Generator User Guide Demo 3

In Demo 2 we were generating java statements like:

container.add(new JButton());

to create a Swing component and add it to the application's content pane.

In Demo 3 we are going to add support for component properties, which will require generation of more complex initialization code - not just a constructor invocation. Moreover, the generated property initialization code is going to be different for different types of components.
Therefore we will choose a generation strategy that is capable of handling such requirements.

New Language

Again, we need to setup a new language and copy some of the Demo 2 generator artifacts to it.

addContent(container)

The generator will resemble in many aspects the one we created in Demo 2. So we'll be using the conditional root rule to insert the DemoApp class into the output model. Initially, we need to make some tweaks to the DemoApp class.

Now, the addContent() method is supposed to add all components to the JFrame. So it will call container.add() and pass in initialized visual components in turn - one for each input XML Document. So we'll add a dummy method that we can use in the code and have the generator replace it with real component initialization code.

Generating components

In order to have a component initialization method generated for each input Element, we will wrap the component() method declaration with a LOOP macro. The LOOP macro will iterate over all Elements in the input model and generate a method for each of them.

Similarly, we need to call these generated methods for each input Element and add the returned components into the container, so we need to use another LOOP macro around the call to the container.add(component()); method inside the addContent() method.

Last but not the least, we have to replace the call to the dummy component() method with a call to the real generated method corresponding to the same input Element. So select component (without the ending parentheses) and hit Control + Shift + M to insert a reference macro.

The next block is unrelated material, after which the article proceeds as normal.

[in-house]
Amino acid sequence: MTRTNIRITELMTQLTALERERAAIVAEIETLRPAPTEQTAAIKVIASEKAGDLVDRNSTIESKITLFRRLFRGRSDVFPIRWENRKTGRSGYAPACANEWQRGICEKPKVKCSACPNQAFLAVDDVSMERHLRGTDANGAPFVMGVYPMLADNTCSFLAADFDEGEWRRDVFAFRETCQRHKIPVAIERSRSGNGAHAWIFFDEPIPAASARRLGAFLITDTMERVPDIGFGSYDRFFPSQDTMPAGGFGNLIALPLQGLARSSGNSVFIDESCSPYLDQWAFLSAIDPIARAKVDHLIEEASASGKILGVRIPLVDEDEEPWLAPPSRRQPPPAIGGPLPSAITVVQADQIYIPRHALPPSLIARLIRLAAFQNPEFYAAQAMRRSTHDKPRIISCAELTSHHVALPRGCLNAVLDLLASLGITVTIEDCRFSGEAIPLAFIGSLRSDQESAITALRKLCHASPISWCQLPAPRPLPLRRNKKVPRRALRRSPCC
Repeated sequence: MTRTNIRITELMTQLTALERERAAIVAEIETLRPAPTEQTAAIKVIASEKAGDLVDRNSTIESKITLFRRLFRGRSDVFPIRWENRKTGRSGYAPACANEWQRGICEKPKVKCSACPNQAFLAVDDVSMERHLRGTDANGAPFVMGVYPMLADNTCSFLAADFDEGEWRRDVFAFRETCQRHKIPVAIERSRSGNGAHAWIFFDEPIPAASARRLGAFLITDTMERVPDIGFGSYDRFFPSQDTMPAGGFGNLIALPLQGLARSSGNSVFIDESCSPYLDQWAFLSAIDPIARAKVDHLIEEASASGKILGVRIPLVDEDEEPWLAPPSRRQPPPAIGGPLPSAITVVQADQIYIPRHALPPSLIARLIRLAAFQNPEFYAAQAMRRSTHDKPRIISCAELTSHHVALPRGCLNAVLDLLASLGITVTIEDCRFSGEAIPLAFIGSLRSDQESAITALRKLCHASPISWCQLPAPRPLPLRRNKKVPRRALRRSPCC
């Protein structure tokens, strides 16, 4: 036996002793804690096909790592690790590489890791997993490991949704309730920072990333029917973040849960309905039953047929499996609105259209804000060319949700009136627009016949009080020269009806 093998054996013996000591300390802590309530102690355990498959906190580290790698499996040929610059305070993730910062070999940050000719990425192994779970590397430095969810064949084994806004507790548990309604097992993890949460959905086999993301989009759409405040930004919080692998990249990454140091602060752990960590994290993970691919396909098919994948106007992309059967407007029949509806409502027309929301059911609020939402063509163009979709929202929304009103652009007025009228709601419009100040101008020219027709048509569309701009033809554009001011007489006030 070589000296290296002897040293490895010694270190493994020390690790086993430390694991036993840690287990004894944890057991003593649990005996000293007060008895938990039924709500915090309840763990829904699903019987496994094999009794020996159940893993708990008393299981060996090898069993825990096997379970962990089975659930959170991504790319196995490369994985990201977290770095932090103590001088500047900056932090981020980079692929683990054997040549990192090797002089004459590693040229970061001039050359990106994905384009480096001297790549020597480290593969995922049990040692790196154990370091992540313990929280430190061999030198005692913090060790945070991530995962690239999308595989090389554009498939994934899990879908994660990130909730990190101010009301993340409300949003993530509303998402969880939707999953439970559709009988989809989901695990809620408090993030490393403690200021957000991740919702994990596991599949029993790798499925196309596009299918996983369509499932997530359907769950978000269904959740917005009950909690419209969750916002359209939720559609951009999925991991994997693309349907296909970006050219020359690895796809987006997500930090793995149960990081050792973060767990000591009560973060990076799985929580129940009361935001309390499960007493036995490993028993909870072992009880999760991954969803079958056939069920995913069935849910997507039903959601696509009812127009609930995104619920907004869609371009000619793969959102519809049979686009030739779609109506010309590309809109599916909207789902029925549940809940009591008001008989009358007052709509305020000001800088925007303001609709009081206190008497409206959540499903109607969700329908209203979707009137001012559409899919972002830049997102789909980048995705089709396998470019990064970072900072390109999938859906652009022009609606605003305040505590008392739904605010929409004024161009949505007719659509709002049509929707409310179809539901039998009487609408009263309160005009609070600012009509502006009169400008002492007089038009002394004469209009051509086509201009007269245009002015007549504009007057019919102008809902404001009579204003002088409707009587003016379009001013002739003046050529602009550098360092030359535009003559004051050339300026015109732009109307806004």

This is where we can't move forward just yet. We have no clue how to resolve the method declaration corresponding to the current node so that we could refer to it from the reference macro. We will employ mapping labels at this stage. They will serve as registries for method declarations, accessible by the Element that they were created for. So our reference macro will be able to retrieve the corresponding method declaration from there.

To define a mapping label, go back to the 'main' mapping configuration:

Mapping label's input concept and output concept are optional parameters which are used to provide static type checking in expressions which are making use of mapping label to find output node.
In our case we are going to attach the mapping label to rules, which generate StaticMethodDeclaration. That's why we have chosen StaticMethodDeclaration as the label's output concept.
The expression (we will use it soon):

genContext.get output "method"

will then have type: 'node<StaticMethodDeclarationt>'.
The fact that the 'get output' expression has type, provides no benefits for us in this particular case, but in general it is a very helpful feature.

Now, back to DempApp, we can finish the reference macro:

Obviously now we need to complete the generation of method declarations and properly store them in the method mapping label.

Inserting components

Just like in Demo 2, we'll use a SWITCH macro to accommodate for different types of Elements when generating the methods for them. So right-click on the generator model and choose New -> template switch. Depending on the name of the Element, we either generate code for a button or for a label.

This time, since the generated code is more complex, in-line templates would not be enough to capture the logic, so we need standalone templates for both generating a button and a label - named insert_Button and insert_Label respectively. Create them by right-clicking on the generator model and choosing New -> template declaration.

Templates are snippets of the code to generate, parametrized with values calculated from the input model. In our case, we need to generate a new static method that will be added to the DemoApp class and will have a signature compatible with the component() method declared in the DemoApp class template. So what we'll do now for a button is to create a dummy class with a static method in it. This static method will be made a template fragment, so that only the method and not the whole class will be inserted into the target model.

First, choose ClassConcept as the content node:


Enter the code below declaring the static method with the signature that we want.

Now select the whole method declaration, hit Alt + Enter and pick Create Template Fragment from the menu. This will indicate that it is only our method declaration that should be used as a template. The surrounding class serves merely as context for the method.